Key Takeaways

  • Adjusted EPS was -$15.25 vs. the -$1.70 analysts expected.
  • Revenue exceeded analyst expectations.
  • Commercial airplane deliveries declined YOY.
  • 737 MAX began receiving regulatory approval to resume operations.

What Happened

Boeing reported a significantly larger adjusted loss per share than expected by analysts in Q4 FY 2020. Its adjusted loss per share was more than 6.5 times greater than during the same three-month period a year ago. Revenue was also down YOY, but beat analyst forecasts. Commercial airplane deliveries, which were reported earlier this month, declined compared to the year-ago quarter.

Boeing noted that since the FAA's approval for the 737 MAX to return to operations, the company has delivered more than 40 of the previously-grounded aircraft.

(Below is Investopedia's original earnings preview, published January 25, 2021.)

What to Look For

Boeing Co. (BA), one of the world's largest airplane manufacturers, is coming off a difficult year in which it struggled with two major crises: reduced demand for new aircraft due to the pandemic-induced plunge in air travel and the continued grounding of the company's 737 MAX aircraft, which was involved in two fatal crashes. But things may be starting to look up for Boeing. The rollout of new COVID-19 vaccines could open the door to more air travel, and the 737 MAX ban was recently lifted by the U.S. government.

While it may be some time before air travel fully recovers, investors will be looking for signs that Boeing has been able to limit the damage to its financial results when the company reports earnings on January 27, 2021 for Q4 FY 2020. Analysts are expecting another adjusted loss per share as revenue continues to fall, albeit at a much slower pace than in recent quarters.

Another key metric of interest to investors is the number of commercial airplanes Boeing delivered during the quarter. Boeing's fourth-quarter deliveries report, issued earlier this month, showed a mixed picture. The total number of commercial airplane deliveries fell on a year-over-year (YOY) basis. But a promising sign is that those deliveries were more than double the number completed in Q3 FY 2020.

Shares of the aircraft manufacturer have lagged the broader market over the past year. The stock was off to a good start early last year, but the pandemic-induced market crash between late February and late March 2020 sent the stock tumbling. It has yet to fully recover. Boeing's shares have provided a total return of -33.4% over the past 12 months, well below the S&P 500's total return of 16.0%.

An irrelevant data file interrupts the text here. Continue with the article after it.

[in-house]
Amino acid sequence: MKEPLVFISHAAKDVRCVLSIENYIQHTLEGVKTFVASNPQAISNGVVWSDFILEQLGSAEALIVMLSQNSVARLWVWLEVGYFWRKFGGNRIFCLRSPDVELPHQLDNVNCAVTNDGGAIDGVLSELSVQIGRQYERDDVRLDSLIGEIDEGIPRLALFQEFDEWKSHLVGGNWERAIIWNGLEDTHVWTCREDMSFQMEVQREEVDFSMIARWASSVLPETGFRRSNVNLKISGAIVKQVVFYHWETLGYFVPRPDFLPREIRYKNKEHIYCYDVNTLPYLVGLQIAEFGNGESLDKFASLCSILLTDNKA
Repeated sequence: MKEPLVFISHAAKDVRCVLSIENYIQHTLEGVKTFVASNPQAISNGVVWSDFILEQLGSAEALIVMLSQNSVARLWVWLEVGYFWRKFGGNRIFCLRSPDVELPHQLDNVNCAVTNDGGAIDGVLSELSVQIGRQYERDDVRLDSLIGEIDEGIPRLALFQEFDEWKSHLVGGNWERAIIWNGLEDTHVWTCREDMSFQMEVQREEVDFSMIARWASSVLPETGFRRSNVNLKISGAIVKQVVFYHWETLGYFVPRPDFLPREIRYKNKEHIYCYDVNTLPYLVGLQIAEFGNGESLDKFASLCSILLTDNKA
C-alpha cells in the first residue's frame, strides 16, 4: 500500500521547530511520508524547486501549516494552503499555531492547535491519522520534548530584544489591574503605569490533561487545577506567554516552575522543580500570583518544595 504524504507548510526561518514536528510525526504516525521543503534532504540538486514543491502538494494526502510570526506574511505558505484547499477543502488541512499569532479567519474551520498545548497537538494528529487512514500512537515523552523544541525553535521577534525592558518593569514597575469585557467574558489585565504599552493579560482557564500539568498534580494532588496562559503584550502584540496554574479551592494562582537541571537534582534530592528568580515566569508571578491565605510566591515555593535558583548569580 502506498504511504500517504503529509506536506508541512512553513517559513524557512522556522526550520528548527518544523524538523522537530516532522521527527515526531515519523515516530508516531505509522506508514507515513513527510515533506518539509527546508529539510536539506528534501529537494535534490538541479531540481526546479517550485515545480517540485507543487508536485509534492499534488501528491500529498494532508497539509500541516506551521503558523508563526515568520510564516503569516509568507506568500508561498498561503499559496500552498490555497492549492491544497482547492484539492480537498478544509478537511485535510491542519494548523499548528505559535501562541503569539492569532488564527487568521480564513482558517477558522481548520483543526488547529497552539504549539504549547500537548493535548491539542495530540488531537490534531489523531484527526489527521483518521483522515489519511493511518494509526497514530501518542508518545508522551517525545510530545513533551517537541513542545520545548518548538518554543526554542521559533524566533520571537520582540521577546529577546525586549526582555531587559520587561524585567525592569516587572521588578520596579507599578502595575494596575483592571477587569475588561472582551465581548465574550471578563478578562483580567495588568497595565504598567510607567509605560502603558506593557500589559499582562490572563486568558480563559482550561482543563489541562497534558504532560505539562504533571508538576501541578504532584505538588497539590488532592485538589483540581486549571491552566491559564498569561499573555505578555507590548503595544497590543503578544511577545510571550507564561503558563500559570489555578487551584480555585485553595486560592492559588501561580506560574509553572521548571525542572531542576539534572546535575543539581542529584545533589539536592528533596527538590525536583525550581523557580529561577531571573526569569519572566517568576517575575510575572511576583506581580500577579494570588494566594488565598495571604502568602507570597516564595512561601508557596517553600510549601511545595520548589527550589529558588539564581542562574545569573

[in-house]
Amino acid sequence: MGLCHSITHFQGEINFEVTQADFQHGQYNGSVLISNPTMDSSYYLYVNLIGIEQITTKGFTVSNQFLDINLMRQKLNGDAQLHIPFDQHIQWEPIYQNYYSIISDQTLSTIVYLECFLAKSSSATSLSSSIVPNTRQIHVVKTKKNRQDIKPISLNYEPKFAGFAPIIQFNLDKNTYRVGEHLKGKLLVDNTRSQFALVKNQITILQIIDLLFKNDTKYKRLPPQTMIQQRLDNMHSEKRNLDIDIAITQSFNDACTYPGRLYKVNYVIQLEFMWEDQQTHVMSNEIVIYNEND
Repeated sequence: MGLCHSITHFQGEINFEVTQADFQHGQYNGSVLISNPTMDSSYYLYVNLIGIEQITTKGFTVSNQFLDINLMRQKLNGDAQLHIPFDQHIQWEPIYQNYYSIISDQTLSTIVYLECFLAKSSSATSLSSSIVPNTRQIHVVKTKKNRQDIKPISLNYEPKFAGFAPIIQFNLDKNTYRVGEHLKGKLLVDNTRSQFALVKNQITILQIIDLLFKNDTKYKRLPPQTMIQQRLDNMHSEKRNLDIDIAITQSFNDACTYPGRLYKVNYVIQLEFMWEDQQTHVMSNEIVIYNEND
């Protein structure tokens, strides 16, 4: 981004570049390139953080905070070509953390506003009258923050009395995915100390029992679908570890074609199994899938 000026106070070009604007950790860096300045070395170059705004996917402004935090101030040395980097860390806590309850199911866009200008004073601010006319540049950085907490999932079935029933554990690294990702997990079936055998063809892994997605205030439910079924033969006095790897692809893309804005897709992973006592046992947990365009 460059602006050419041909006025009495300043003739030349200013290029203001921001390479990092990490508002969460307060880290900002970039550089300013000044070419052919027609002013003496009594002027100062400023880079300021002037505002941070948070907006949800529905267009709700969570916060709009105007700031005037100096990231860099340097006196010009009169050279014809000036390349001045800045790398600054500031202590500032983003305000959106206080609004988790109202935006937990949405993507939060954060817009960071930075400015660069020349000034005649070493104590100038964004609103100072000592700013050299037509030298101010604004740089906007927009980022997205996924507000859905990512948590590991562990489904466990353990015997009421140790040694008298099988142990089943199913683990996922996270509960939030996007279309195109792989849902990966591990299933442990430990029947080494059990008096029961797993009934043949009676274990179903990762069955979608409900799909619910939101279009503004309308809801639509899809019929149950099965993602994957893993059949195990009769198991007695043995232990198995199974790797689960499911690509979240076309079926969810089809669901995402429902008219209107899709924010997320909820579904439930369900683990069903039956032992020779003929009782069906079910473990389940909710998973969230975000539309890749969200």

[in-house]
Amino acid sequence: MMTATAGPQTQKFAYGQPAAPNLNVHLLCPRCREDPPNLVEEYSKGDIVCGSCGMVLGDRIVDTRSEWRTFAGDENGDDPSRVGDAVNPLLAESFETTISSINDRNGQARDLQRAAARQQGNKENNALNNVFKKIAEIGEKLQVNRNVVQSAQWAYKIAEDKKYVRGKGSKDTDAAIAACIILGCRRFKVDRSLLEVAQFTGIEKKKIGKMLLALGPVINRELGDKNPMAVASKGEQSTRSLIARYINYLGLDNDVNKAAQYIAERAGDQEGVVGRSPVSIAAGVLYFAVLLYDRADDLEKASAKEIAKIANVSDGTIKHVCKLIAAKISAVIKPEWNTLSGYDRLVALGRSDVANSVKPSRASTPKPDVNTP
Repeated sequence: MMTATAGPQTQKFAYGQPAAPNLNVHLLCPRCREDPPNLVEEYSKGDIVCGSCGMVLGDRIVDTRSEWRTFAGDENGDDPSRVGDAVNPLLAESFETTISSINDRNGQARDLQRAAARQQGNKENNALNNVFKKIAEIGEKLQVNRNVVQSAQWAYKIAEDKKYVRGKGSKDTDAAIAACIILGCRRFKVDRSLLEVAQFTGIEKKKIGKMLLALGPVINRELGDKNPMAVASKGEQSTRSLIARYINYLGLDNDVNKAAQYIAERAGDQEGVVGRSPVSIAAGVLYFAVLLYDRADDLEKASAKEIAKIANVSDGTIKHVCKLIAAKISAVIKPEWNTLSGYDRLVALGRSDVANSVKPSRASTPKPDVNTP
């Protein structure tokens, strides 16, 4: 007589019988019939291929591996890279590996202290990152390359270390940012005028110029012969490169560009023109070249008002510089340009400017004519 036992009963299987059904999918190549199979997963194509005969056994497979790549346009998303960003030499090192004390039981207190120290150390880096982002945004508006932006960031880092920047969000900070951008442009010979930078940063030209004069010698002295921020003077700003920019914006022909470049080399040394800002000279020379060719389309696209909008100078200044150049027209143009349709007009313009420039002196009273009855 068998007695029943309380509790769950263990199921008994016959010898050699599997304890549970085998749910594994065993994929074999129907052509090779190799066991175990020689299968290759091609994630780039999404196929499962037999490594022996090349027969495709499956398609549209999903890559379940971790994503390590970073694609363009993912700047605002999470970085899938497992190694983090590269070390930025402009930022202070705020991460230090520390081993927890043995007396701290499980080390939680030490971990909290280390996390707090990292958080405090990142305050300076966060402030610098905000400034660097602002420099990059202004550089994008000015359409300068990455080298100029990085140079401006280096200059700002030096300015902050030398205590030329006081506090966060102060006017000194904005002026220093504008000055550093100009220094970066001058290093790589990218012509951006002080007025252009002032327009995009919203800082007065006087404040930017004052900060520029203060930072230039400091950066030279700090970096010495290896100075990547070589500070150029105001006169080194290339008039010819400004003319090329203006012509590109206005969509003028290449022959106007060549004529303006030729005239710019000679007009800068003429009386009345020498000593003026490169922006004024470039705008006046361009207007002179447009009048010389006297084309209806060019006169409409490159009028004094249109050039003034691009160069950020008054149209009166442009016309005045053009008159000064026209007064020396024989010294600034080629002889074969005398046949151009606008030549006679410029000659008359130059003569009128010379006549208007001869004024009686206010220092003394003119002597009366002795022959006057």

One Year Total Return for S&P 500 and Boeing
Source: TradingView.

The stock initially fell after Boeing reported financial results for Q3 FY 2020, which were better than expected. The company posted an adjusted loss per share of $1.39, marking the fourth consecutive quarter of losses. Revenue fell 29.2%, the seventh consecutive quarter of YOY declines. In Q3, however, revenue posted a significant increase compared to Q2 FY 2020. Boeing noted that its financial results continued to be significantly impacted by the pandemic and the 737 MAX grounding.

Q2 FY 2020 was even more difficult for Boeing. The company posted an adjusted loss per share of $4.79. Revenue declined 25.0% to $11.8 billion, the lowest revenue level for any quarter in at least three years. The stock fell on the news and despite some brief surges trended lower over the next three months.

Analysts expect another loss and drop in revenue in Q4 FY 2020. The adjusted loss per share is forecast to be $1.70 as revenue falls 15.5%. For full-year FY 2020, the adjusted loss per share is expected to be $9.71, nearly three times the loss posted in FY 2019. Annual revenue is expected to decline 24.3% for the second year in a row.

Boeing Key Metrics
  Q4 2020 (FY) Q4 2019 (FY) Q4 2018 (FY)
Adjusted Earnings Per Share ($) -1.70 (estimate) -2.33  5.48 
Revenue ($B) 15.1 (estimate) 17.9 28.3
Commercial Airplane Deliveries 59 (actual) 79 238

Source: Visible Alpha; Boeing.

As mentioned above, Boeing's commercial airplane deliveries are also a key metric watched by investors. Boeing manufactures both commercial and military aircraft. Demand for the former type is much more sensitive to economic conditions whereas demand for the latter depends on government policy decisions regarding its military program. Global travel restrictions related to the pandemic have caused a major contraction in air travel, reducing demand for new commercial aircraft. While travel restrictions have eased since the start of the pandemic and the successful rollout of vaccinations could lead to more restrictions being lifted some time this year, the economic fallout from the pandemic may hinder any sharp rebound to air travel.

The pandemic has compounded Boeing's deliveries problems, which began after the 737 MAX air crashes that led to its grounding by U.S. and global regulators. Prior to the grounding, Boeing delivered a total of 238 commercial airplanes in the final quarter of 2018. That number fell to 149 in the first quarter of 2019. By Q4 FY 2019, before the pandemic, total commercial airplane deliveries had fallen 66.8% YOY. Commercial airplane deliveries in Q2 FY 2020 were down 77.8% YOY to a total of 20, the lowest number of deliveries in at least 15 quarters. Q4 FY 2020 deliveries improved to 59, but are still down YOY. The FAA has lifted its ban on the 737 MAX and Europe is set to lift its ban before the end of the month, but now Boeing is dealing with manufacturing issues related to its 787 Dreamliner that have delayed deliveries. Combined with the negative impact of the pandemic, these headwinds indicate that Boeing's deliveries may not fully recover anytime soon.